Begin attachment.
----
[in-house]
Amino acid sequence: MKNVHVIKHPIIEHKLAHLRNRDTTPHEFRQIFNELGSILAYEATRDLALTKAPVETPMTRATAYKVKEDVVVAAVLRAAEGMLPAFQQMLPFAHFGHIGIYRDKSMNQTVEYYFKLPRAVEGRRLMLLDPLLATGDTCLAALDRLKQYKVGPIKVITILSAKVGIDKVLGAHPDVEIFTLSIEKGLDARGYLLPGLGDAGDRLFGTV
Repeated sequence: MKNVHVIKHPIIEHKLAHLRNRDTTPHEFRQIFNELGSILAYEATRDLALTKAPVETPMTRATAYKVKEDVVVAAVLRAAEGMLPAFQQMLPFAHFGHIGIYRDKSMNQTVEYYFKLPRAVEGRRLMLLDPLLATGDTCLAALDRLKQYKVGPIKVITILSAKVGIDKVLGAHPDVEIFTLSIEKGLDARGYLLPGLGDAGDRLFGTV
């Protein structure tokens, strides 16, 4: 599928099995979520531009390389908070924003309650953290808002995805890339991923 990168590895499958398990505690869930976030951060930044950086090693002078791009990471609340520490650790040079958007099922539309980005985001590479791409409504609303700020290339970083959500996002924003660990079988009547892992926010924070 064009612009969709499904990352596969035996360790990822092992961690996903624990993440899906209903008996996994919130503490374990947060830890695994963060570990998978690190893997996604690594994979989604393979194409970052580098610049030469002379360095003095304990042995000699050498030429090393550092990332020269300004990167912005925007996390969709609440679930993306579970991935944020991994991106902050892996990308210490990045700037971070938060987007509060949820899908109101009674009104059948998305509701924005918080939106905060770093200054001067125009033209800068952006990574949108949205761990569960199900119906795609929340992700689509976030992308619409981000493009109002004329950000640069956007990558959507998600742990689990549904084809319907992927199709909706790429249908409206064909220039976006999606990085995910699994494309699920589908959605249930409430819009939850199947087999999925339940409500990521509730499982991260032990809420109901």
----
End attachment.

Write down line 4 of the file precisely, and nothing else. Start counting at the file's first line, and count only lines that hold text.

């Protein structure tokens, strides 16, 4: 599928099995979520531009390389908070924003309650953290808002995805890339991923 990168590895499958398990505690869930976030951060930044950086090693002078791009990471609340520490650790040079958007099922539309980005985001590479791409409504609303700020290339970083959500996002924003660990079988009547892992926010924070 064009612009969709499904990352596969035996360790990822092992961690996903624990993440899906209903008996996994919130503490374990947060830890695994963060570990998978690190893997996604690594994979989604393979194409970052580098610049030469002379360095003095304990042995000699050498030429090393550092990332020269300004990167912005925007996390969709609440679930993306579970991935944020991994991106902050892996990308210490990045700037971070938060987007509060949820899908109101009674009104059948998305509701924005918080939106905060770093200054001067125009033209800068952006990574949108949205761990569960199900119906795609929340992700689509976030992308619409981000493009109002004329950000640069956007990558959507998600742990689990549904084809319907992927199709909706790429249908409206064909220039976006999606990085995910699994494309699920589908959605249930409430819009939850199947087999999925339940409500990521509730499982991260032990809420109901």